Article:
I’ve got a confession: I am an art snob. No holds barred, not too ashamed to say it. Tried and true product of an American art university, card-carrying, stayed awake through art history courses art snob.
So this snobbery, (which I do embrace) leads me normally to detest the idea of “Bike Art.” To me, art is art, art exists to only be art, and any art that relies on the viewer liking the subject matter to like the piece of art, does not qualify to me as a good work. In my book, if art exists about bikes, only if an objective viewer, (not a cyclist/fan) can also see the beauty in it, the value and aesthetic, this then warrants some merit.
So in the microcosm of cycling, this is somewhat rare. We’ve seen in the past century Duchamp’s “Bicycle Wheel” and numerous sculptures by Ai Wei Wei. But we’ve also seen a lot of not so great “bike art.”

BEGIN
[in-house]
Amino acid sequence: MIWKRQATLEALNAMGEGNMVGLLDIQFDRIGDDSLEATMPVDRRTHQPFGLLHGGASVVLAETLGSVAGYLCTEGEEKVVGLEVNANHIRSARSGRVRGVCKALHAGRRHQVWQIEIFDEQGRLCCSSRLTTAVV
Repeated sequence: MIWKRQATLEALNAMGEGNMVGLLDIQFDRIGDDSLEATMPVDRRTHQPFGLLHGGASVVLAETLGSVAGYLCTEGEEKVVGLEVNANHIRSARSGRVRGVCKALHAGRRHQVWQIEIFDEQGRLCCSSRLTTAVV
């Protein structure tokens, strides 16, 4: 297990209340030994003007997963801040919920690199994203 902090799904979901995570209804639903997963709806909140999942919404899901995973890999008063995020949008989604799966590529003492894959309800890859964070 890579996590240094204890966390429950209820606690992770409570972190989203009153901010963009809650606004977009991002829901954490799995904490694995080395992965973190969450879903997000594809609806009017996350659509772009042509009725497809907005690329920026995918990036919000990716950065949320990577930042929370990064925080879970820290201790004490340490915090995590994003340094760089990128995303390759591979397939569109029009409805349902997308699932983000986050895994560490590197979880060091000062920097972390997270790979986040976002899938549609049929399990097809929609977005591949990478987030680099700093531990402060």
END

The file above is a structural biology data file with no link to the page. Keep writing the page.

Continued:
Which leads me to say, when I visited with a friend this summer, the home of her parents in the South of France, I found a hidden gem in the world of art. Her father, a dedicated cyclist and fan, has quietly been painting for many many years his interpretations of cycling onto large-scale canvases. What is so rare in his work is not just flawless execution and skill in the paintings, but his ability to abstract the elements of cycling, the paintings, although structurally strong, all possess and emit the emotionality, the raw failure, glory and everything in between we know and love about cycling. And he never once does it by painting a finish line.